22nd June 2021
As the leaders of the G7 nations met in Cornwall last week, there was more than the global fight against COVID-19 on their minds. The build up to the meeting had been dominated in the City of London by the question of climate risk and the role that insurers need to play.
The Bank of England has issued the first in a new climate stress test that will not only look at how insurers and reinsurers will react to a major event, but also how the industry will collaborate with the banking sector to tackle the threats climate change will pose to financial stability. The results of the test will be published in May 2022, and it is likely that every underwriting entity in the London market or accessing London market capacity will be required to participate in some form or another.
The Bank’s announcement was quickly followed by the new policy document produced by the London International Brokers’ Association (LIBA) which seeks to put the intermediary sector at the heart of the London market’s efforts to drive the move towards net zero. LIBA hope the new document that has been widely circulated will prompt an industry-wide discussion on how the London market can proceed, both in terms of their own internal systems and investment strategies but also to work with clients to move to a net zero future.
The science on climate change is clear as is the urgent need to reduce global carbon emissions. However, the industry has to be careful not to view the issue as clear cut. Alongside the drive to net zero is the work that insurers and brokers are undertaking around their own ESG.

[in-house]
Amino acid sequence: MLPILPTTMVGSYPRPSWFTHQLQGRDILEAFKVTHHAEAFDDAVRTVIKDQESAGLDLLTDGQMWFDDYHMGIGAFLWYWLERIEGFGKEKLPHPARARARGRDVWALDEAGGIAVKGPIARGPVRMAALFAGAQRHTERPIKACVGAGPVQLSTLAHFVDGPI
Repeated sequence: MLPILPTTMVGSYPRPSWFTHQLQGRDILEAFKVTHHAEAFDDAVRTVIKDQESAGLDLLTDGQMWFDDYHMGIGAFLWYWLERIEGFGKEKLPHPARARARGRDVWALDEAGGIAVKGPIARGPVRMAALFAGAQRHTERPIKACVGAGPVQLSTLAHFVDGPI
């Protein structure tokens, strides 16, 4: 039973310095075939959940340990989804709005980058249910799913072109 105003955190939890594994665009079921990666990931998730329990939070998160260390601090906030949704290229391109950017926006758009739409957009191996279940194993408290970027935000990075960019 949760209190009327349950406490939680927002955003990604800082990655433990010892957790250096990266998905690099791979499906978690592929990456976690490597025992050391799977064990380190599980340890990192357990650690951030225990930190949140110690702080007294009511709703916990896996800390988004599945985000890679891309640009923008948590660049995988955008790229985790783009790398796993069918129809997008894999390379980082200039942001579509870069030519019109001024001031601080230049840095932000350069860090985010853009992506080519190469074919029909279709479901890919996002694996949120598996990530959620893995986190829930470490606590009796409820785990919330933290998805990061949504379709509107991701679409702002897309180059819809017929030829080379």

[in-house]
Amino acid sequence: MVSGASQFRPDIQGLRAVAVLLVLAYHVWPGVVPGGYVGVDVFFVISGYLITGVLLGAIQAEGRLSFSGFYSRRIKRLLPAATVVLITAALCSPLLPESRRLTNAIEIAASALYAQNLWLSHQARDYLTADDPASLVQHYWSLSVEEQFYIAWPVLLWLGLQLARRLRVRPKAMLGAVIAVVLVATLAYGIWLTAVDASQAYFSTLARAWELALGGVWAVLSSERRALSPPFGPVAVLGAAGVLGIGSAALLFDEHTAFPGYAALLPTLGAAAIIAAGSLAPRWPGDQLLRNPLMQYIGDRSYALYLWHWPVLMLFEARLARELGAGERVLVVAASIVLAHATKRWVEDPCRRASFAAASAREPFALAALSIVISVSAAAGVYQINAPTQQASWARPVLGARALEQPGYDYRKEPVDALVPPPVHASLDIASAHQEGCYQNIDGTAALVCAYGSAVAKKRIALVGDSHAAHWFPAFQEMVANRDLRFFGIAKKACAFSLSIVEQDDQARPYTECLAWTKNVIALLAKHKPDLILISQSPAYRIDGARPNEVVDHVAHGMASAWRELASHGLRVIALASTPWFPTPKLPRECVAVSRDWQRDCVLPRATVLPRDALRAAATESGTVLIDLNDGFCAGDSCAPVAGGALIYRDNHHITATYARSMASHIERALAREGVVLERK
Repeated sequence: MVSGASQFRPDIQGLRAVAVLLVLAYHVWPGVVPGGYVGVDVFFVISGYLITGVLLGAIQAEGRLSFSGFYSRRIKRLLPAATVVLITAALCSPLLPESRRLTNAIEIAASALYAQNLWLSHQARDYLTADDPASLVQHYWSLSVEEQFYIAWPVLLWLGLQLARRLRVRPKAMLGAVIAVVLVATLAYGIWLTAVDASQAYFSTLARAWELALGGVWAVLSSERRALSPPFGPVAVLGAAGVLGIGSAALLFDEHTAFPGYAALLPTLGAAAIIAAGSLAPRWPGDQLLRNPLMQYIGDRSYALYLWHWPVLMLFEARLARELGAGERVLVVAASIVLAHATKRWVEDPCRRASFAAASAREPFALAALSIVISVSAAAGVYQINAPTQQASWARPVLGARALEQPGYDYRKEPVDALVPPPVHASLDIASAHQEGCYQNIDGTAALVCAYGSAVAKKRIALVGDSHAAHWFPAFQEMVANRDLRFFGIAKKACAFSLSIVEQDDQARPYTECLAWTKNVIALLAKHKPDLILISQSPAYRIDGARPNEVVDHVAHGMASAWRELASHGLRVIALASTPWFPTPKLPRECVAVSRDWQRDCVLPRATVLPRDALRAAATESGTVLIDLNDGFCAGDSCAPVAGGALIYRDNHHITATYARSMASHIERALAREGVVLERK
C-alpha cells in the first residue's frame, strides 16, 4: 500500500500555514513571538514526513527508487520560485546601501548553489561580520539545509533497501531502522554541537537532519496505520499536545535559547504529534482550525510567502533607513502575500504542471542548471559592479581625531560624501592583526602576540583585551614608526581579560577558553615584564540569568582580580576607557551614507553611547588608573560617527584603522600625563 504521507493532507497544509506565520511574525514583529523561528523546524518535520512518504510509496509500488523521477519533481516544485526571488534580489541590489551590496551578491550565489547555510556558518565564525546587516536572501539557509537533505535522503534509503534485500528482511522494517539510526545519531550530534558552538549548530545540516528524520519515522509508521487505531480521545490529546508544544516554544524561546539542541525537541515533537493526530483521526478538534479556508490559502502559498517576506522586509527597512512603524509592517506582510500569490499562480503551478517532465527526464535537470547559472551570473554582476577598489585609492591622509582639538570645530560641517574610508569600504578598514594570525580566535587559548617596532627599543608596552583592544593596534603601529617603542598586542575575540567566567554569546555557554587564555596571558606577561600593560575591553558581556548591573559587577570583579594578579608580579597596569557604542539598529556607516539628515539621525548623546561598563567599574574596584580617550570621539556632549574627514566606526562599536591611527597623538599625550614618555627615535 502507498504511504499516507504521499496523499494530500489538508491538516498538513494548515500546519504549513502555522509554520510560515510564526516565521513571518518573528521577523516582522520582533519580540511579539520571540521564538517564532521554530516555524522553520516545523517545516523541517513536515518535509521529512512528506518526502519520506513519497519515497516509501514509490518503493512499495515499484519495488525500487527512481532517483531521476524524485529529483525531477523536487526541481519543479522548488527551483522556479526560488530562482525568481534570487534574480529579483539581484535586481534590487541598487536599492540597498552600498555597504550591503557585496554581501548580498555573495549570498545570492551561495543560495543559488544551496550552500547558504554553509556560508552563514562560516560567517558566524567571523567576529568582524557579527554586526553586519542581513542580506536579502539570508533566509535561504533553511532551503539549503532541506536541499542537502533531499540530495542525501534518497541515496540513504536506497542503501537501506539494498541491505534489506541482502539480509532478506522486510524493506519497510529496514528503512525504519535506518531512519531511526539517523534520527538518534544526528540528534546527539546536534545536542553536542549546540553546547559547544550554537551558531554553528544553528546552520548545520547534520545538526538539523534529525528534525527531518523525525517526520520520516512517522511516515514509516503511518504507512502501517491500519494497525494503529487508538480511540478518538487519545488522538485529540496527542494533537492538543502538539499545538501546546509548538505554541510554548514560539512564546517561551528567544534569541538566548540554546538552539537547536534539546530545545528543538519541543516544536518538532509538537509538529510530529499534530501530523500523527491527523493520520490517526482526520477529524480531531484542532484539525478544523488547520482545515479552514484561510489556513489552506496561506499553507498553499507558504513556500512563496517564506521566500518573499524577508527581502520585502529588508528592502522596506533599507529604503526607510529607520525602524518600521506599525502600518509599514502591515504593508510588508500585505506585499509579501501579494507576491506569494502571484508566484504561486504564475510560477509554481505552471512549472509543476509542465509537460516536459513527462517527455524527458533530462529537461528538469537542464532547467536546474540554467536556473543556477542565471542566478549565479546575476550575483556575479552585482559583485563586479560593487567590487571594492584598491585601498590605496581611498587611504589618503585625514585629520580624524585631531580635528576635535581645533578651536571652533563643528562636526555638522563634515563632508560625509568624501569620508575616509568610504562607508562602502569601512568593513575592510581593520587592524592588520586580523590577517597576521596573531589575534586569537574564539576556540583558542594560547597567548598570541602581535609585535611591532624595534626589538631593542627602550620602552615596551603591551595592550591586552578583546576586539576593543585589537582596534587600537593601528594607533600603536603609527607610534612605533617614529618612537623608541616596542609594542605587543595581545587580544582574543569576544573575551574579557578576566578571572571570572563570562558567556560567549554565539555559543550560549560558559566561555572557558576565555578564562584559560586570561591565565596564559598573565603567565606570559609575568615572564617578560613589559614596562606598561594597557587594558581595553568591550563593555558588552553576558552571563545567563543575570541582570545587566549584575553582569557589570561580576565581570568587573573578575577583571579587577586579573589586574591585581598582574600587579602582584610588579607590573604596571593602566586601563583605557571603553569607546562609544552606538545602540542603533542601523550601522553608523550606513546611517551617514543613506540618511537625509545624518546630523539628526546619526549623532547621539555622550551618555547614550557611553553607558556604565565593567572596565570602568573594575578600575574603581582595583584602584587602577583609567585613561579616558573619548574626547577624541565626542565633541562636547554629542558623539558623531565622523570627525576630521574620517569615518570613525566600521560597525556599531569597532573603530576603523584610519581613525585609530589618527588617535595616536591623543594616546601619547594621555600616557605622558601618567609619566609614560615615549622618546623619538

Climate campaigners are clear that they want insurers to simply walk away from any fossil fuel risks. While many underwriters have already stated they will no longer insure coal risks, Lloyd’s has set out a timeline for the withdrawal of syndicate participation on a range of risks viewed as damaging to the climate. The issue that the industry faces is that scientists are quite clear that the world will require oil and gas energy for many years to come as the scale and sophistication of renewable substitutes are developed to meet the world’s future needs. There is also the social impact of a decision for example, to refuse insurance to a coal mine facility that has been at the heart of a community for decades or more. The closure of what may well be the largest employer and the heart of a community’s economic wealth could have huge unintended consequences.
Insurers will need to tread a very careful path in the years to come. The move to cleaner, renewable energy is self-evident and the insurance industry can play a major role in working to support traditional energy companies, as they look to move away from oil, gas, or coal. The challenge will be to support the transition in areas across the world where the use, extraction or production of fossil fuel energy is seen as vital to enhance the living standards of the domestic population. In such cases there will be a degree of reluctance to move at the pace that the scientists and regulators may prefer.
London has always been seen as the home for the risks that cannot be placed elsewhere. The challenge will be how it can keep that reputation for excellence and expertise whilst ensuring it doesn’t become the home for the risks that nobody else wants.
Innovation has been what has kept London at the centre of the global risk market, and innovative solutions will be in even greater demand as we head towards 2050.
For more information, please contact Chris Butcher, CEO of Intermediary Services at firstname.lastname@example.org.
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